(These remarks were prepared for next week’s annual meeting of the Association of Private Enterprise Education.)
In the beginning ruling classes had a problem. It will be familiar to those acquainted with the Austrian critique of central economic planning: Rulers could not know what they needed to know to do the job they wanted to do. Societies, even seemingly primitive ones, are complex networks held together by unarticulated—and largely inarticulable—know-how (m?tis). That presents a formidable obstacle to centralized rule, which requires minimum resistance from the ruled if it is to endure.
Rulers, however, were not without recourse. If they couldn’t know the society they aspired to rule, they could (try to) shape it into something they could know. To use the term James C. Scott uses in his book Seeing Like a State, they could strive to make society “legible” in order to make it controllable.
Scott came to understand this point when studying “why the state has always seemed to be the enemy of ‘people who move around.’” He discovered that “[n]omads and pastoralists (such as Berbers and Bedouins), hunter-gatherers, Gypsies, vagrants, homeless people, itinerants, runaway slaves, and serfs have always been a thorn in the side of states. Efforts to permanently settle these mobile peoples (sedentarization) seemed to be a perennial state project—perennial, in part, because it so seldom succeeded.” He adds:
The more I examined these efforts at sedentarization, the more I came to see them as a state’s attempt to make a society legible, to arrange the population in ways that simplified the classic state functions of taxation, conscription, and prevention of rebellion. . . . I began to see legibility as a central problem in statecraft.
The problem facing rulers ran deep: “The premodern state was, in many crucial respects, partially blind; it knew precious little about its subjects, their wealth, their landholdings and yields, their location, their very identity. It lacked anything like a detailed ‘map’ of its terrain and its people. It lacked, for the most part, a measure, a metric, that would allow it to ‘translate’ what it knew into a common standard necessary for a synoptic view.”
Apprehending this problem was like shining a light on phenomena hitherto obscured by shadow. “Suddenly, processes as disparate as the creation of permanent last names, the standardization of weights and measures, the establishment of cadastral surveys and population registers, the invention of freehold tenure, the standardization of language and legal discourse, the design of cities, and the organization of transportation seemed comprehensible as attempts at legibility and simplification.”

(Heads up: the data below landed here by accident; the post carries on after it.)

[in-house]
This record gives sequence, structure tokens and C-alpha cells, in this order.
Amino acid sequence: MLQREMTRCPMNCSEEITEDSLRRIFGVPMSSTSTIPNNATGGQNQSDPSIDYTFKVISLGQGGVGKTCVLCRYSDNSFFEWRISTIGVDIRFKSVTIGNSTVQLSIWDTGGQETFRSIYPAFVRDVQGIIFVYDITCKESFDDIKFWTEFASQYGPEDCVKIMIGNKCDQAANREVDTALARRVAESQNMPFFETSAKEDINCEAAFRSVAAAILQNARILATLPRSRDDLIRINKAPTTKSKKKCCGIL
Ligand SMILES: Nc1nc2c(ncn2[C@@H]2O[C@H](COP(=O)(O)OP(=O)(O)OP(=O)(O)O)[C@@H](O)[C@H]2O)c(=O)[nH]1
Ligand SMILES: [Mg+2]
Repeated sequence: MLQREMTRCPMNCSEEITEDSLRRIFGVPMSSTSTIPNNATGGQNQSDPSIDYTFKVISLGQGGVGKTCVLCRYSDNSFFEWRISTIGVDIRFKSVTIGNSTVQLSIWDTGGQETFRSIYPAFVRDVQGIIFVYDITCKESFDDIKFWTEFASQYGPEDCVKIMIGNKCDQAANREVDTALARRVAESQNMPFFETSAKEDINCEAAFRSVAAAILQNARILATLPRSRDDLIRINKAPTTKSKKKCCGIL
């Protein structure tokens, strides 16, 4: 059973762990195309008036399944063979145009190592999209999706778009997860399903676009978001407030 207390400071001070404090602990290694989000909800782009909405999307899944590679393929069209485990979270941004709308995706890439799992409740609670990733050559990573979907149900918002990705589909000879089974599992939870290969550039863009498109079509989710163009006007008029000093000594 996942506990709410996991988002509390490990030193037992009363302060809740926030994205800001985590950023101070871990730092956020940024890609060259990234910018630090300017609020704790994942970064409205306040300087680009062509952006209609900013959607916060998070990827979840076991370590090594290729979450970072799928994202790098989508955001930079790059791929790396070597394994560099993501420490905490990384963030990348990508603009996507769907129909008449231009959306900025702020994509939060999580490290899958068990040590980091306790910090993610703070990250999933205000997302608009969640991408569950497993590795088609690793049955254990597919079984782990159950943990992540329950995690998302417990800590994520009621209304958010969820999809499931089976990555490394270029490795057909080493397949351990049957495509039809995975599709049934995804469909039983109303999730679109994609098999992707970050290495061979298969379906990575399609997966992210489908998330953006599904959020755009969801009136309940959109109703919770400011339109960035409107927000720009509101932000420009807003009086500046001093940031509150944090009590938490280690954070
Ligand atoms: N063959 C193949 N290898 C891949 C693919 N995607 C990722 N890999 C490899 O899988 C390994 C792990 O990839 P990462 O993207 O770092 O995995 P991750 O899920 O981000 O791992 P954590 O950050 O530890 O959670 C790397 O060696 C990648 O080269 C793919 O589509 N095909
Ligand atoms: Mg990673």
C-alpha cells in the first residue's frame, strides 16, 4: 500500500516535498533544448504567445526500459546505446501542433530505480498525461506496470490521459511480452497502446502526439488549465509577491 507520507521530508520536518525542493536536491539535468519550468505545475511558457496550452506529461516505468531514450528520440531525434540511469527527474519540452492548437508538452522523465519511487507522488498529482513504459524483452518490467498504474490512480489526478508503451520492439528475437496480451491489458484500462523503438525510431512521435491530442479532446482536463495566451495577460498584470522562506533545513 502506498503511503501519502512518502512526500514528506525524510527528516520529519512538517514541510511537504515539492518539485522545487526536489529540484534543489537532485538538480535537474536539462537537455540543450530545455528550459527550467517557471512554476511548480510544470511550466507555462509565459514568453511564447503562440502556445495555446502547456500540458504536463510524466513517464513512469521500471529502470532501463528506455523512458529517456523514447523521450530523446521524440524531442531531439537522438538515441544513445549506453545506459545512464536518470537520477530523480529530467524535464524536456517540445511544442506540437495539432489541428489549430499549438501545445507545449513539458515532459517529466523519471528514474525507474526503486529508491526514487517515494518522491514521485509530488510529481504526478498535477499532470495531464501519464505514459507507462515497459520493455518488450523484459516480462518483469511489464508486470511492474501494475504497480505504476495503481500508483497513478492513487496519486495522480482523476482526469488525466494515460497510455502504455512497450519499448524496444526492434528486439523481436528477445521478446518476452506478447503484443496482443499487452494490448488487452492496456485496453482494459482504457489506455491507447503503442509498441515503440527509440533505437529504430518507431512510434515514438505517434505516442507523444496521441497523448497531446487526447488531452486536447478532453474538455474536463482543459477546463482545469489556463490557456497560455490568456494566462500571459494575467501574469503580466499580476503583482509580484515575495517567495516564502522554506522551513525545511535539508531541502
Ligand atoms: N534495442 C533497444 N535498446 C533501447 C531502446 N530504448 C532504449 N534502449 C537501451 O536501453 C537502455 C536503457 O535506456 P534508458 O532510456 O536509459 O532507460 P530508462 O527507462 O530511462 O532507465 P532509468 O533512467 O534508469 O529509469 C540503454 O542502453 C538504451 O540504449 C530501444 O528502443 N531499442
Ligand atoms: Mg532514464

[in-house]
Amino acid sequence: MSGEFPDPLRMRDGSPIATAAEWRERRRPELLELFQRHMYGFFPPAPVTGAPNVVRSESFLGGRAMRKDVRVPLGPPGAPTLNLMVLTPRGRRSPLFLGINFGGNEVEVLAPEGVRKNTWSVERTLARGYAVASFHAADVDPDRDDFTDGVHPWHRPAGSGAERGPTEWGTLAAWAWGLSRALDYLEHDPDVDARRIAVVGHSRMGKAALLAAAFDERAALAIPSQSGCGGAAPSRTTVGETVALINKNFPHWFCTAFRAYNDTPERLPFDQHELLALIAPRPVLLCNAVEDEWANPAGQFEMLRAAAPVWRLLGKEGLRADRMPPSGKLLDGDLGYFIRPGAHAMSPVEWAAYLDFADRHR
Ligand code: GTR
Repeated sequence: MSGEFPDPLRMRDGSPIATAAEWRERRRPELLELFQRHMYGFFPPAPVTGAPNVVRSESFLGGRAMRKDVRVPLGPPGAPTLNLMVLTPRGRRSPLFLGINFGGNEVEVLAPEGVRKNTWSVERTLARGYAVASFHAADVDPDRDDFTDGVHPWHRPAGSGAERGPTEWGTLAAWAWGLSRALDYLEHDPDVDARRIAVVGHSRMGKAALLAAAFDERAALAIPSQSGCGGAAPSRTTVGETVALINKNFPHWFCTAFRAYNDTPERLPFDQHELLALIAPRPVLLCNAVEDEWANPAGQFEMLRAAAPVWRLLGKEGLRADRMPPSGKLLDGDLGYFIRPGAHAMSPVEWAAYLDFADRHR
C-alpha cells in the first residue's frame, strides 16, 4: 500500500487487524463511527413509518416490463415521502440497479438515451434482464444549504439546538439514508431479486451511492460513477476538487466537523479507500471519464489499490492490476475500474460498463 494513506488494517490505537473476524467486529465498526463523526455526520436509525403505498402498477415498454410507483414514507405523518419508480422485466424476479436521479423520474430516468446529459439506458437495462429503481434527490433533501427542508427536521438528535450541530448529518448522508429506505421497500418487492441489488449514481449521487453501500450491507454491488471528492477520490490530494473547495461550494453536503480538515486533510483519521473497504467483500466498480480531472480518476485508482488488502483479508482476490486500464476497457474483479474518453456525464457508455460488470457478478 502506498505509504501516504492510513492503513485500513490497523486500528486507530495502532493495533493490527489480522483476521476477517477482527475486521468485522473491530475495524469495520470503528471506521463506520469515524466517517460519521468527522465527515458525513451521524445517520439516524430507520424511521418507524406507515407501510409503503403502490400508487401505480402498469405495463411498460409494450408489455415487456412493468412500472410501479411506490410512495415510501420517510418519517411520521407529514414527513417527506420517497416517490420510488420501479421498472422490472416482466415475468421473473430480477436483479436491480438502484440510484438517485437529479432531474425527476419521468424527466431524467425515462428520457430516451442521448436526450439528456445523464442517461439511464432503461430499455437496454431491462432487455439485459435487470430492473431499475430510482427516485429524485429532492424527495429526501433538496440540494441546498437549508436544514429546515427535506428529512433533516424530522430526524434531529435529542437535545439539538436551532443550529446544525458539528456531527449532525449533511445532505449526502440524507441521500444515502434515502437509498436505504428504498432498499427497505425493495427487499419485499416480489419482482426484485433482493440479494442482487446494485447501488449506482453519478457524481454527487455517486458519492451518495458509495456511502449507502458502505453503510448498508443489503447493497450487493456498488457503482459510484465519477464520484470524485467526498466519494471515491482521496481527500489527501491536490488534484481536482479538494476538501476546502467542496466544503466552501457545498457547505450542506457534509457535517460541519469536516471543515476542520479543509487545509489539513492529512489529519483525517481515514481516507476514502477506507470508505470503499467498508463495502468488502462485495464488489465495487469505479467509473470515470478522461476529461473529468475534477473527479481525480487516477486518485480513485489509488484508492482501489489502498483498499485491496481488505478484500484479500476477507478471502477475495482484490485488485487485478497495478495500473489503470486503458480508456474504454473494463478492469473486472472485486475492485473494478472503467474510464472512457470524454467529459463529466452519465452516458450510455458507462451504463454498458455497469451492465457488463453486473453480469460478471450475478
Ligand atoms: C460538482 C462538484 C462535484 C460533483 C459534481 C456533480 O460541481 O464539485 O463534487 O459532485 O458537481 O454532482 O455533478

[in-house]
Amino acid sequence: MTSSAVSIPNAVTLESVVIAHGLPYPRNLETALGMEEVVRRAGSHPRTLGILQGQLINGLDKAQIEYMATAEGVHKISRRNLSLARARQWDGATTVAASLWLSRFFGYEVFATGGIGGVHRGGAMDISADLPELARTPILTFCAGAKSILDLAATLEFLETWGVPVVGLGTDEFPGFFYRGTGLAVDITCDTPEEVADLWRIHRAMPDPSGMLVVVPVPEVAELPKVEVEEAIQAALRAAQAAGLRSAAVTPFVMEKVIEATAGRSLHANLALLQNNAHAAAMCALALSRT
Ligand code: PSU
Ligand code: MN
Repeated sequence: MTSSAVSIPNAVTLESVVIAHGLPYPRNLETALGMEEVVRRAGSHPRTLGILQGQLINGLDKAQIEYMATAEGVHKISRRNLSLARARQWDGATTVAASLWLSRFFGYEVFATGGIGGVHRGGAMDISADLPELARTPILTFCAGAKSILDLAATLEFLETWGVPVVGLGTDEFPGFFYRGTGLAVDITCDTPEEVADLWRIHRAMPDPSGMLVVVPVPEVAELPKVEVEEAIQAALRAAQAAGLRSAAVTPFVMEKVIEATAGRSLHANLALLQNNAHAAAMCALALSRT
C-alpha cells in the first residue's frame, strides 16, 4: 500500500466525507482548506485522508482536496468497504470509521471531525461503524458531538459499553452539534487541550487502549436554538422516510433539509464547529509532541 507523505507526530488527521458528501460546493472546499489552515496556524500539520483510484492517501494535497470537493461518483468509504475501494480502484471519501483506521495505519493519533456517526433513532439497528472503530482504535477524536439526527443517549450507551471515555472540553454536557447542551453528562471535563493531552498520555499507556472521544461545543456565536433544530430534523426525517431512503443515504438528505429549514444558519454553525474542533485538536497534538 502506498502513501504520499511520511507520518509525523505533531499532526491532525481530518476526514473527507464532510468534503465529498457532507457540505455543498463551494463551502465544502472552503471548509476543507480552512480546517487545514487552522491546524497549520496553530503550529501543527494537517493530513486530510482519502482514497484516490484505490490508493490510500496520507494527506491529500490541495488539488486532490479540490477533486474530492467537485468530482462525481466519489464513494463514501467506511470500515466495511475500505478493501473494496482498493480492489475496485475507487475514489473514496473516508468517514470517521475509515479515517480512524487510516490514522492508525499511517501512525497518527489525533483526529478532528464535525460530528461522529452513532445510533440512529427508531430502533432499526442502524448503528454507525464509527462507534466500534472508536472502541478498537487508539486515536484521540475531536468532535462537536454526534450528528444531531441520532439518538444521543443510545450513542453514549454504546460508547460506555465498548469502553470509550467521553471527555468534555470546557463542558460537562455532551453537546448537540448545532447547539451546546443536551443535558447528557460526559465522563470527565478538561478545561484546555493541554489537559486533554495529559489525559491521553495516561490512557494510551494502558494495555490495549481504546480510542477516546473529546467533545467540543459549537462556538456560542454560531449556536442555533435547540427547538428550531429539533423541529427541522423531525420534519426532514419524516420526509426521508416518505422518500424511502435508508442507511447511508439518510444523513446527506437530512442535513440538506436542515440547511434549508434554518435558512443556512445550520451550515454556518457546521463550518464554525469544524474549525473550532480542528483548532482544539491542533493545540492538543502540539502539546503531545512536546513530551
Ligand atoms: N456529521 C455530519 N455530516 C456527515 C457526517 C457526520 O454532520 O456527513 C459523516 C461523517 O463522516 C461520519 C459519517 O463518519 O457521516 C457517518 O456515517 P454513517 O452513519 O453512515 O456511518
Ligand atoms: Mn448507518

He compares such devices aimed at legibility and simplification, which he calls “high modernism,” to scientific forestry, in which resource management is strictly determined by the need for revenue. His list will raise eyebrows among us classical-liberal devotees of spontaneous social processes. Are we to believe that last names, freehold tenure, and standardization of weights, measures, language, and legal discourse were foisted on societies by rulers for their own convenience?
The story isn’t quite so simple, but it is close. Scott acknowledges that the growth of commerce had a hand in the promotion of some of these devices. But his historical evidence shows that things we have tended to regard as the spontaneous products of liberal progress were in fact contrivances to benefit rulers. This is not to say these institutions are bad in themselves or that none of them would have evolved spontaneously. That seems unlikely. But it is reasonable to think they would have evolved differently in important respects had they not been driven primarily by a quest for social control. The contrasting processes—spontaneous order versus what F. A. Hayek called “constructivist rationalism”—would seem to guarantee this. It is unfortunate that those institutions were born in association with tyranny, prompting resistance from average people who felt imposed on by their rulers.
Let’s pause to appreciate the depth of the rulers’ problem. What we learn from Scott is similar to what we learn from Elinor Ostrom, the Nobel laureate who studies the innovative ways that people communally manage common-pool resources without government assistance. Left to their own devices, people jointly find ingenious methods of overcoming obstacles to the efficient management of land and other resources. This category of solutions demonstrates that simple one-person/one-parcel is not the only private alternative to State ownership of resources. Moreover the number of potential solutions is effectively limitless. Thus how a given community will grapple with a given situation is inherently unpredictable. People really are the creative, entrepreneurial beings acting in an open-ended world that Israel Kirzner, inspired by Mises, describes.
That’s what made the rulers’ job so tough as nation-states were formed, driving them to measures intended to simplify the societies they wished to control and, yes, also to establish national markets. Scott writes:
[L]ocal practices of measurement and landholding were “illegible” to the state in their raw form. They exhibited a diversity and intricacy that reflected a great variety of purely local, not state, interests. That is to say, they could not be assimilated into an administrative grid without being either transformed or reduced to a convenient, if partly fictional, shorthand. . . . Backed by state power through records, courts, and ultimately coercion, these state fictions transformed the reality they presumed to observe, although never so thoroughly as to precisely fit the grid. . . . In place of a welter of incommensurable small communities, familiar to their inhabitants but mystifying to outsiders, there would rise a single national society perfectly legible from the center.